Artificial intelligence has become a common theme popular culture, popping up in films like Minority Report and advertisements for the likes of IBM. Yet the concept of AI remains highly theoretical for most, and their best understanding is probably nowhere near the reality of what impact AI will have on our future.
To truly understand what artificial intelligence is, and what it can be, the curious should turn to authorities who not only understand AI, but can effectively teach the topic. The following podcasts are hosted by people who know their AI stuff, and most of them consult guests that provide rarely-heard perspectives on AI technology’s trajectory within our worlds. See which of these shows are good fits for your podcast library:
Daniel Faggella hosts Artificial Intelligence in Industry, which brings listeners a realistic picture of how artificial intelligence is — or isn’t — shaping business today. Each episode drops weekly, with a new interviewee each week telling listeners how machine learning is impacting their company and industry. No sector is off-limits, as episodes to date have covered healthcare, manufacturing, education, the automotive industry, and the legal sector, to name a few.
The show doesn’t require a massive time commitment — 20 to 30 minutes once per week where listeners will hear directly from industry professionals how AI is forming the future of their industry.
AI Today is a weekly podcast focused on the latest news about artificial intelligence. Co-hosts Kathleen Walch and Ron Schmelzer check on the status of big-picture AI trends in episodes like ‘AI Adoption in Government and Beyond’, and ‘AI in the UK and Beyond’. Their use case series takes an industry-by-industry approach to examining AI’s potential role in education, law enforcement, and beyond. They also cover events like Amazon’s re:MARS conference.
Episodes tend to be on the shorter side — 15 to 20 minutes — with longer episodes lasting around 40 minutes.
AI With AI is a weekly podcast hosted by Andy Ilachinski and David Broyles. The hosts are about substance over variety, dissecting topics over multiple episodes to ensure the listener gets the full picture. Their ‘Shadow of What is Going to Be’ is a two-part exploration of the latest developments in facial recognition AI. Other multi-part episodes include ‘The Fake that Launched 1,000 Clips’ and ‘Who Manipulates the Manipulators?’.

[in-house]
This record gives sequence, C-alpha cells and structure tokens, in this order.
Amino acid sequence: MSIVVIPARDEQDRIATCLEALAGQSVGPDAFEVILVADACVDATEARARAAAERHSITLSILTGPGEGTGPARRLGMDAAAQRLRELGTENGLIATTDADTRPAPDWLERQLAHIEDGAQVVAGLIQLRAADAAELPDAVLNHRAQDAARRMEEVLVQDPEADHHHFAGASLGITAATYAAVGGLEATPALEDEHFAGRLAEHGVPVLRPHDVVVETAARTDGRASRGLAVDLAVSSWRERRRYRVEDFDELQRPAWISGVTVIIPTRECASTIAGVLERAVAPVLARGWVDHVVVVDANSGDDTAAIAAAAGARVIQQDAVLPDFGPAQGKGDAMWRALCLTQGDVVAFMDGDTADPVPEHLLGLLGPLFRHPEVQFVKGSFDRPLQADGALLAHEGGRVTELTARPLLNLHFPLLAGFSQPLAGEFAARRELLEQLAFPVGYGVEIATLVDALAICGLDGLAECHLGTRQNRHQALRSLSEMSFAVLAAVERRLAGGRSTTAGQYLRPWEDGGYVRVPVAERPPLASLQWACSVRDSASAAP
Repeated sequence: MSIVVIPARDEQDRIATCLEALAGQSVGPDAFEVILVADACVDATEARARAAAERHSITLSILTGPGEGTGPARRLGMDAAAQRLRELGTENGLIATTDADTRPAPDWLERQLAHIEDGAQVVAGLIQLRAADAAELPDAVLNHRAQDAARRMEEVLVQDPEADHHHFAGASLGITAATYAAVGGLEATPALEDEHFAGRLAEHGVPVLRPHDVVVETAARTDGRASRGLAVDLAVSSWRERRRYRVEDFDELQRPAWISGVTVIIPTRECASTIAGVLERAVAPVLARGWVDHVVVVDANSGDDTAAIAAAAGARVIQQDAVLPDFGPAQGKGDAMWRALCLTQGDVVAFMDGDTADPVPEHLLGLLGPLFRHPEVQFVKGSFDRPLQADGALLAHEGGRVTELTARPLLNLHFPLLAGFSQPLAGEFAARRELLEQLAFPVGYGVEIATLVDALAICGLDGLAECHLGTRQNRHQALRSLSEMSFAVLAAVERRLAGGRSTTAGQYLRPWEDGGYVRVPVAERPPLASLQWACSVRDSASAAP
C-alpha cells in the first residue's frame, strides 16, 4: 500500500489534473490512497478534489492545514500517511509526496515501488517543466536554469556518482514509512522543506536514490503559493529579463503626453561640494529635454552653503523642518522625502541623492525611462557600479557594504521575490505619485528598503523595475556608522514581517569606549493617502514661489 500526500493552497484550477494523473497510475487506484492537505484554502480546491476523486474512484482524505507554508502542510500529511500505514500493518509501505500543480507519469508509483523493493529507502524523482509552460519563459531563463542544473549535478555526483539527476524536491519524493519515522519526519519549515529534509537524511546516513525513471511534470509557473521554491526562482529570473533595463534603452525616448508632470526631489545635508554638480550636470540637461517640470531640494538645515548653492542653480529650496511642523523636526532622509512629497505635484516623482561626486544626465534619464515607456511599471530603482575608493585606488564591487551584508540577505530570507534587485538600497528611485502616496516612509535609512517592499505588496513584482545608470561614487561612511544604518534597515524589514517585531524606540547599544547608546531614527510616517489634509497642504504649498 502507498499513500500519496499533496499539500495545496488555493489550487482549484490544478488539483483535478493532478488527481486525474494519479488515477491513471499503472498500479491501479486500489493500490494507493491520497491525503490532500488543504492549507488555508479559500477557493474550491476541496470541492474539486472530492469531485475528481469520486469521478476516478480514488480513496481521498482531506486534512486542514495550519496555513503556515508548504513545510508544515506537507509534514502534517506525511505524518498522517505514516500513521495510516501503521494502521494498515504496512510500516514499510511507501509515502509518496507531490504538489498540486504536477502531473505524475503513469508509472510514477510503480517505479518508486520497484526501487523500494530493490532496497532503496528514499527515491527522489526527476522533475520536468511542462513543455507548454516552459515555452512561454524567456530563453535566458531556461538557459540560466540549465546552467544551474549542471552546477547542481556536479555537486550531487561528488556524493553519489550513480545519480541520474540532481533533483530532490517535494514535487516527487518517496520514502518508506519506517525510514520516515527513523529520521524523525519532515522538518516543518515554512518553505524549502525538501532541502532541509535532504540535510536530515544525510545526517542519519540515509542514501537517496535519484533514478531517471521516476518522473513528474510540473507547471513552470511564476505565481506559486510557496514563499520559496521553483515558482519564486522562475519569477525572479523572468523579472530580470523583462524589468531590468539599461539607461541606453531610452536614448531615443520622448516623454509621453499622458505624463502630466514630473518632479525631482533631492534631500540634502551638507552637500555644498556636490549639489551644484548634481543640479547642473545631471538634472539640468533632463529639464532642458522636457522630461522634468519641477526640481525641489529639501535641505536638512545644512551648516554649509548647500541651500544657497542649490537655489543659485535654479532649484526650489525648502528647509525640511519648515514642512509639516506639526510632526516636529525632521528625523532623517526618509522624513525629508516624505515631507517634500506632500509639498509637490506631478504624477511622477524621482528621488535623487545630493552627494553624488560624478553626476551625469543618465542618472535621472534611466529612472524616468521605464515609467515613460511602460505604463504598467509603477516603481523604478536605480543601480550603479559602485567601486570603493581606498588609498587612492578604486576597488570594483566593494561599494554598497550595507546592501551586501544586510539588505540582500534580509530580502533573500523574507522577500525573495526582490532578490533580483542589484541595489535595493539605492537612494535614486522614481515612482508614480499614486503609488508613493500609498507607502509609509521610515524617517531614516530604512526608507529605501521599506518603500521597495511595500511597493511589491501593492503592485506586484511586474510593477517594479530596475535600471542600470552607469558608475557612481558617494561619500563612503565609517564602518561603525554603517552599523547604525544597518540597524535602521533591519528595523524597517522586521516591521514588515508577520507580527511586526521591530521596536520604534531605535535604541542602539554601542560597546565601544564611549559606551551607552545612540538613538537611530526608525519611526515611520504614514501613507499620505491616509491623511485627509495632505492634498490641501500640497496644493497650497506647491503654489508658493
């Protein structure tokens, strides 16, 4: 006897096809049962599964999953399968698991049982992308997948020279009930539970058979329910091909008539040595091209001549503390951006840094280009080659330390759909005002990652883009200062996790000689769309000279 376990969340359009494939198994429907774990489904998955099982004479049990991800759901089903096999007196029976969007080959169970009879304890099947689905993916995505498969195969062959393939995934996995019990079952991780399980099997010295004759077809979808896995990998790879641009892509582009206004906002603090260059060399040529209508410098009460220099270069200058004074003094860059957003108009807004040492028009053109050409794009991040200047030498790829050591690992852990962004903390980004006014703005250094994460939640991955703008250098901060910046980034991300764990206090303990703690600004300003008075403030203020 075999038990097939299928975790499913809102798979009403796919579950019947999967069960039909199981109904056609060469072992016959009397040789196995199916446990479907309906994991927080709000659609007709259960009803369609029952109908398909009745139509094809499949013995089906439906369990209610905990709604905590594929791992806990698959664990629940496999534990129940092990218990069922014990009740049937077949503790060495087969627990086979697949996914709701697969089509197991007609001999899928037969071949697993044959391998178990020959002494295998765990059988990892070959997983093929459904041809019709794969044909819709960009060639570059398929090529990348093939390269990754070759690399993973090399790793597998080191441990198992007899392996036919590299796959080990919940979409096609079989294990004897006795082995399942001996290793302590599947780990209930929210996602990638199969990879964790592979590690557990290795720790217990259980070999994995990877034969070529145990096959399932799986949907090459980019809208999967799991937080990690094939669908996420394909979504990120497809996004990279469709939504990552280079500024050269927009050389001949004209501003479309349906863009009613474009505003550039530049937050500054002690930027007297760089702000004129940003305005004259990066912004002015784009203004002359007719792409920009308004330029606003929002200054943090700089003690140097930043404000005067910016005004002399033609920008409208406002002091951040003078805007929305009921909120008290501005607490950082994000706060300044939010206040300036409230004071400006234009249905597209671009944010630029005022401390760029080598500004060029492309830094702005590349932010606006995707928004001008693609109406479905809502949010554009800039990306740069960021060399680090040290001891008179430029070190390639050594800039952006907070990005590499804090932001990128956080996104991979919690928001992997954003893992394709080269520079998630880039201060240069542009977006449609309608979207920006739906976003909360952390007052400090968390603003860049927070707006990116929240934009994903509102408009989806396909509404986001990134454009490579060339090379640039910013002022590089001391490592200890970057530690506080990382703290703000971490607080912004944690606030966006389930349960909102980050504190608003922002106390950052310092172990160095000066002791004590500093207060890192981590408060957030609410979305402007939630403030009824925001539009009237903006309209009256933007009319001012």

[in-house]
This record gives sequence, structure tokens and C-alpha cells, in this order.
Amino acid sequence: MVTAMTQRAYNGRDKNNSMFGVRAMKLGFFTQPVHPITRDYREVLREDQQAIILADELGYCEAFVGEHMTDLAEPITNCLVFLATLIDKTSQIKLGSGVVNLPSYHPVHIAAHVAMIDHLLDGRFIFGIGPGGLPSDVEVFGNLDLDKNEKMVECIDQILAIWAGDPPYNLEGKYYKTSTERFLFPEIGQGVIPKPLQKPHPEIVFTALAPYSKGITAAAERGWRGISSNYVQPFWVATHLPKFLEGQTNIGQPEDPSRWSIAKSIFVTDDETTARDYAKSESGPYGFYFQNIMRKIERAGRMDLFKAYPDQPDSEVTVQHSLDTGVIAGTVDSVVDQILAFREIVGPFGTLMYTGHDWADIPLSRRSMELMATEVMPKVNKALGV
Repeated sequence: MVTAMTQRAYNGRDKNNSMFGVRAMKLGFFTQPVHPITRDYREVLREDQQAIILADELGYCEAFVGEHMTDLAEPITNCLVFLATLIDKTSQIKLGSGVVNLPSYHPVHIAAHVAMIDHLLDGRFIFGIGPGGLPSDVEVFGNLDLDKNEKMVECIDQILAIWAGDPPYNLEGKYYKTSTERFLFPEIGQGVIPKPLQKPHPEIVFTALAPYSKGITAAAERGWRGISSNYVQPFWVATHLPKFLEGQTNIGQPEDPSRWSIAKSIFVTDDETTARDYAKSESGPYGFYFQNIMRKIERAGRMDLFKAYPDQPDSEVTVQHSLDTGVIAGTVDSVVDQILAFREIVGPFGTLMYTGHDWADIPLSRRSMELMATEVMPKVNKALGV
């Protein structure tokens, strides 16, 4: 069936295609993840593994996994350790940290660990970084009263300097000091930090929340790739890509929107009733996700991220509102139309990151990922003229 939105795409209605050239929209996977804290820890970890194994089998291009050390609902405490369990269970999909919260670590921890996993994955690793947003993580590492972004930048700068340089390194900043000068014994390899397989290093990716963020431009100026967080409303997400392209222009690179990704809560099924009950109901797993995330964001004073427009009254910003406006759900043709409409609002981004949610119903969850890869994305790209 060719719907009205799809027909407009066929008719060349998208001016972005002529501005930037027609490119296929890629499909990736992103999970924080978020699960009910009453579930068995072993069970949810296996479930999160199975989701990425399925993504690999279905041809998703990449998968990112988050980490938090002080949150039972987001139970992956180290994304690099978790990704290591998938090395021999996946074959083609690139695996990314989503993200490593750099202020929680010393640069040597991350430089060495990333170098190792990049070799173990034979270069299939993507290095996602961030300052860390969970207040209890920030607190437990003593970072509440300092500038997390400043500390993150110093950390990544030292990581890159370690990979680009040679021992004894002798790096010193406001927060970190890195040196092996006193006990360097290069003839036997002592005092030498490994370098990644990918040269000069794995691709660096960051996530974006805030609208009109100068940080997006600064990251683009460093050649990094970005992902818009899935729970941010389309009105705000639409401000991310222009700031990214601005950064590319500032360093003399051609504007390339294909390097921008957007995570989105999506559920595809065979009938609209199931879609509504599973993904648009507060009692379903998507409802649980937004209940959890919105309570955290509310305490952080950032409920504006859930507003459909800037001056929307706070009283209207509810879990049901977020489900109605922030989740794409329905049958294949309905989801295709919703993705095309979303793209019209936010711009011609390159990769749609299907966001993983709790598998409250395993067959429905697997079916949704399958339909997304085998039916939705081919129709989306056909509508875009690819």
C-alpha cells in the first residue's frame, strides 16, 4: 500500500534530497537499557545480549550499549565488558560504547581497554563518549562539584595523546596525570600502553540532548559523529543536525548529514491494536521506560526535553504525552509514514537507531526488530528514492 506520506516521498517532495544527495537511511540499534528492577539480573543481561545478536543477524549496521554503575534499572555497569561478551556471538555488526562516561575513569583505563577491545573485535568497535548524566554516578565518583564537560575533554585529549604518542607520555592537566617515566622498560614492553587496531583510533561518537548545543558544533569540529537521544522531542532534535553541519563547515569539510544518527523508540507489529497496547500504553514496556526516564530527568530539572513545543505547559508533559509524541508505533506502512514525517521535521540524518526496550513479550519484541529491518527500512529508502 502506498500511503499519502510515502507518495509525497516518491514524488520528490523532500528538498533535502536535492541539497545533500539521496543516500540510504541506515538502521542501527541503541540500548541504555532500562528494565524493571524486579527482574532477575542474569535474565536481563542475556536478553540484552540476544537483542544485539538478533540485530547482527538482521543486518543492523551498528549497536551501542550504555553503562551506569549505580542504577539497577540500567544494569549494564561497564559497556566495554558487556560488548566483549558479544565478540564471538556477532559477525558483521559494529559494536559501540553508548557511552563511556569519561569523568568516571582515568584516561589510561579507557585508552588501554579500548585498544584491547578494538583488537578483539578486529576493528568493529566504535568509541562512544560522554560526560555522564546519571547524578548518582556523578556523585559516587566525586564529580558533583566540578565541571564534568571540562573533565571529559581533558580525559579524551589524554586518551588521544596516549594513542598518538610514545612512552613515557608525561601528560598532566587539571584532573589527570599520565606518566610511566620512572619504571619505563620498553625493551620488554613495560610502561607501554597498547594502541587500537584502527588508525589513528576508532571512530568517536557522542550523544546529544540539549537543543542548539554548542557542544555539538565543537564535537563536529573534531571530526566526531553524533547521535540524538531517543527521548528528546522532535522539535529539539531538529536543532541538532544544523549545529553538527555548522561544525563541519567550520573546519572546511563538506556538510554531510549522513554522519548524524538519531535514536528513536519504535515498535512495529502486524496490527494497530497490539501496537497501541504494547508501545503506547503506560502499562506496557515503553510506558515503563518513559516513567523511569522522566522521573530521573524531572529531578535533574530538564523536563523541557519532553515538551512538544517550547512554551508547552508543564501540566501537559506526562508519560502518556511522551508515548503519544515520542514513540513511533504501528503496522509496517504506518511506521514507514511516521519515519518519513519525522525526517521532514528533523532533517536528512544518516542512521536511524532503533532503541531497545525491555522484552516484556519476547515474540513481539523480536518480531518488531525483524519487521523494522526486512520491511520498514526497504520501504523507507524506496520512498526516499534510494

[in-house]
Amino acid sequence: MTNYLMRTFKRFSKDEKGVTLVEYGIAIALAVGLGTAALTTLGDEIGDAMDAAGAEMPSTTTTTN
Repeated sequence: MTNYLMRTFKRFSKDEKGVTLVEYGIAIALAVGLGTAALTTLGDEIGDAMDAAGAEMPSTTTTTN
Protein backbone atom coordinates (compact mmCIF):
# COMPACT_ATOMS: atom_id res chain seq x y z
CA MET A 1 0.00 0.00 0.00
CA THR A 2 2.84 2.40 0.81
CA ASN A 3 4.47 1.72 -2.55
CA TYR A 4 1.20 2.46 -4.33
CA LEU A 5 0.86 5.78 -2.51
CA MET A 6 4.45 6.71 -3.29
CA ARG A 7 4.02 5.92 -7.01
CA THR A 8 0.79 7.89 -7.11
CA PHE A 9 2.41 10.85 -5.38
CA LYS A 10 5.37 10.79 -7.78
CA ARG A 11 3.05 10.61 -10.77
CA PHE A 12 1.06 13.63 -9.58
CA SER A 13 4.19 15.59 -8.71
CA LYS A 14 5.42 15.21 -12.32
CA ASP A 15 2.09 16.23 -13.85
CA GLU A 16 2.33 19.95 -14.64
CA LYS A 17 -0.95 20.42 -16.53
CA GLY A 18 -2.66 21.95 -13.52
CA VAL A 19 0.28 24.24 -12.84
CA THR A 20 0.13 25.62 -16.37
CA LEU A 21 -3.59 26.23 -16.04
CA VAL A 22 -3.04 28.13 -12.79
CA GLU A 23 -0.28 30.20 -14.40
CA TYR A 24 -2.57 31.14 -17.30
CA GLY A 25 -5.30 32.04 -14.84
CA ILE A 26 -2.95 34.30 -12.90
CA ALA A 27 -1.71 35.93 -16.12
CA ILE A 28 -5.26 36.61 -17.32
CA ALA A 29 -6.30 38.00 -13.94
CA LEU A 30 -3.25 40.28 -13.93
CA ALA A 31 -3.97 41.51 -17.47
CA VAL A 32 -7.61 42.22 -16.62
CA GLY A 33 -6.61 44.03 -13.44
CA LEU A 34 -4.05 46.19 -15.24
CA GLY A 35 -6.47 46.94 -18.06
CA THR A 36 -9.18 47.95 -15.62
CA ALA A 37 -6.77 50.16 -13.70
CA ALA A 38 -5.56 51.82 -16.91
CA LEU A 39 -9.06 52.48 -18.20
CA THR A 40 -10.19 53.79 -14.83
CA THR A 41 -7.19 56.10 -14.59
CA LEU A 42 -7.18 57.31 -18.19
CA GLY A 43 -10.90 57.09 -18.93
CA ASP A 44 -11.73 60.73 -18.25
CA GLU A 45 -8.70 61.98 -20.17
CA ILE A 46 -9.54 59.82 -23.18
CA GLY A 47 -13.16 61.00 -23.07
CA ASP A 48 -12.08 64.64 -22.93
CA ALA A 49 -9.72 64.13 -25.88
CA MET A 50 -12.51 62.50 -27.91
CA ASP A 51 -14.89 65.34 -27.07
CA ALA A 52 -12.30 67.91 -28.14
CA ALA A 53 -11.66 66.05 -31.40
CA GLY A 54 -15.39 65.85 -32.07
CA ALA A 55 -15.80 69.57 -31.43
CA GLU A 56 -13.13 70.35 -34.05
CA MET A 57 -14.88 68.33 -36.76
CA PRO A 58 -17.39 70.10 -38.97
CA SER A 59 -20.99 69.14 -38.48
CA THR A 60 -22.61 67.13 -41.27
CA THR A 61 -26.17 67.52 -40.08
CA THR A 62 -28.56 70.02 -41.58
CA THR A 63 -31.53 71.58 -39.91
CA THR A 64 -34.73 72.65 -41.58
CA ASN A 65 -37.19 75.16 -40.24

AI With AI goes deep into how artificial intelligence is being implemented in the private and public sectors, where that implementation has hit snags, and what it means for our future. Each episode ranges from 15 minutes to around an hour in length.
AI with Lex Fridman is a weekly podcast that typically runs between one to two hours long. Each episode shines a spotlight on a new guest, with a roster that includes high-ranking employees at Microsoft, Spotify, the Google Self-Driving Vehicle team, and a theoretical physicist from Caltech — all these people have been on the show since July of this year.
The direction of each episode is dictated by the guest, which means listeners are exposed to a variety of topics from authorities with firsthand industry experience and knowledge the topic of the day. You can’t ask for much more than that from an AI podcast.
Artificially Intelligent is an audio forum to discuss the intersection of artificial intelligence, business, and the greater economy. Co-hosts Christian Hubbs and Stephen Donnelly center each episode around a narrative or topic that is prominent in mainstream discourse — universal basic income, the status of facial recognition technology, and the role of AI in sports analytics, to name a few.
There seems to be no set schedule for episode releases, as the time between episodes can range from a few days to two months. The typical show runs between 30 minutes and an hour long.
Paul Middlebrooks hosts Brain Inspired, a show that blends the fields of AI and neuroscience into one podcast. Each episode centers around the guest of the day, whether it’s a neuroscientist, a professional who works with AI, or someone in the fields of psychology or philosophy. Brain Inspired delves beyond the AI box, helping listeners better understand how emerging artificial intelligence is impacting our psyches.